10% of the world’s population are responsible for about half of all greenhouse gas emissions, while the bottom half of the world contributes just 12% of all emissions. If we are to meet our target of staying below 1.5 degrees, of which we are currently no where near on course to do, this emission inequality must be solved.
Whilst the argument stands that we should all aim to reduce our emissions, a much stronger argument stands that the rich need to lead the charge and ultimately sacrifice the most:
- Firstly, the rich have much more ease and ability in reducing their emissions and transferring to a greener style of living due to their financial comfort. The middle and lower classes on the other hand have much less capacity to decarbonise their consumption. This is because, as it currently stands, living a ‘greener’ life is more expensive than maintaining the emission heavy lifestyle that we are used to. Whilst this lifestyle is certain to become the cheapest out of the two due to scarcity and innovation, this change will likely take time, time we do not have in this battle against climate change.
- Secondly, as the aforementioned statistic makes evident, the rich are most accountable for our worsening climate situation, and therefore should see the moral reasons behind cleaning up the mess which they have mainly created.
- Thirdly, and arguably most importantly, a recent study has exposed that the poorest half of the population in the US and most European countries have already reached their emission targets in line with the 2030 emissions reduction target. Therefore, it is mainly up to the rich to pick up the rest of the slack.
It is clear that regulation needs to be put in place to force the rich to concede a large chunk of their emission-heavy lifestyle. The problem is that so far this has not been done very well: In 2018, France raised their very regressive carbon tax in an attempt to reduce emissions, yet this ultimately adversely affected low-income households particularly hard, without changing the consumption and spending patterns of those on higher incomes. This is because, as aforementioned, those on lower incomes have less capacity to make progressive changes in their lifestyles, and therefore this tax increase simply saw many families maintain their way of life whilst suffering the tax, having no other option but to drive to work, for example. On the other hand, the aviation fuel used by the rich to fly from Paris to the French Riviera was exempted from the tax change. These regressive policies are not only limited to France, however.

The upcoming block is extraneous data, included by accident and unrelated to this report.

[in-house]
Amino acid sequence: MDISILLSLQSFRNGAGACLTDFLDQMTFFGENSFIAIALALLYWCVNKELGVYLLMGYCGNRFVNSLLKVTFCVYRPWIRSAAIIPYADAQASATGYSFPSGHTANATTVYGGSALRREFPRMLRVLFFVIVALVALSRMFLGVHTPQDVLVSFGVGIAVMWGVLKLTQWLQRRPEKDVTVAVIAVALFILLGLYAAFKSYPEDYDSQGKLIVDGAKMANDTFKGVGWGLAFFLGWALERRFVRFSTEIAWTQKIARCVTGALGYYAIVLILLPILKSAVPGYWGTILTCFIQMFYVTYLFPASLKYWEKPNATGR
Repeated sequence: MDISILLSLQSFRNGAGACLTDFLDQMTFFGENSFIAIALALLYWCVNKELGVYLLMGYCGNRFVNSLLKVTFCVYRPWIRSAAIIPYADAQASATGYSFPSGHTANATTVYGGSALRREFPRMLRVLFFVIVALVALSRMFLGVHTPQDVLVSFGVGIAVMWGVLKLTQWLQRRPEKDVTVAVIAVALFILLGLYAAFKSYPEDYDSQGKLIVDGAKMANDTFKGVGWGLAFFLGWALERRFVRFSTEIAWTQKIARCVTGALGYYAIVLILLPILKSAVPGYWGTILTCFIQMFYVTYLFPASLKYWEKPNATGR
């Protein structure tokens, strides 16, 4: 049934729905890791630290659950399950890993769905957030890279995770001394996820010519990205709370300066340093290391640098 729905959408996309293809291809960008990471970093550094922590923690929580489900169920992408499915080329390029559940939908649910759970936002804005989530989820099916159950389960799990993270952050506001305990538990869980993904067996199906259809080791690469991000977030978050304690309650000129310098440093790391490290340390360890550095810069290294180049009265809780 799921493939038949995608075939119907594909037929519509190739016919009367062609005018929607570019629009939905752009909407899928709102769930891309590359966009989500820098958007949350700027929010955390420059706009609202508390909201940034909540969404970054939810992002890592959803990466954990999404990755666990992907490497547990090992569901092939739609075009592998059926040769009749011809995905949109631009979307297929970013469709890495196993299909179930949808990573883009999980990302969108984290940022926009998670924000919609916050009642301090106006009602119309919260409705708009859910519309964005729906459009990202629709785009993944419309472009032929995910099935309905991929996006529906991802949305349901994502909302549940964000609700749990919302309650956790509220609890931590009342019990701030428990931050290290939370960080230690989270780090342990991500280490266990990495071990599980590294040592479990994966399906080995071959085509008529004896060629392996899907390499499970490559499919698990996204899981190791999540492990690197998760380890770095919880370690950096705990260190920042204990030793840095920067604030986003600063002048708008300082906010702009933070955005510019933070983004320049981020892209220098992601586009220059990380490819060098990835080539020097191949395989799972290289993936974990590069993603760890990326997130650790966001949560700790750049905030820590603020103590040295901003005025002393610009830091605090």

Another point to take into account is the action, or rather inaction, of many rich countries as a whole. In the Paris agreement, developed countries pledged to provide at least $100 billion in climate aid finance to less developed countries per year by 2020. This target was never met, and the OECD’s estimate for climate aid in 2017-18, just 2 years before the deadline was up, was a mere $22.5 billion at most. Furthermore, the NDC’s of most developed countries were no where near sufficient to meet the Paris agreement’s conditions, and held many loopholes which made it seem as if these countries were actually making rapid change. Whilst NDC’s have been updated at the recent COP26 summit, and new agreements which have been made by developed countries seem a lot more sufficient, there is still a lot of unrest about what they have conceded. The US and China, both of which were very reluctant to agree to any change at COP26 initially despite being the two largest emitters by far, did in fact make a very substantial agreement to meet the Paris agreement’s targets. However, many argue that this agreement won’t actually amount to anything significant, which is worrying considering the US is not only the largest greenhouse gas emitter, but also has the largest upper class in the world. Considering the USA’s history, leaving the Paris Agreement entirely in 2019, it would be no surprise for climate action to once again be underwhelming, although Biden holds much more progressive views on topics such as climate change than Trump.
Many argue therefore that there is a desperate need for progressive taxes in order to not only reduce global emissions, but also aid the much needed redistribution of income and wealth. A progressive tax on wealth with a pollution top-up would accelerate the shift out of fossil fuels by making access to capital more expensive for the fossil fuel industries. It would also generate potentially large revenues for governments that they could invest in green industries and innovation. Such taxes would be politically easier to pass than a standard carbon tax, since they target a fraction of the population, not the majority.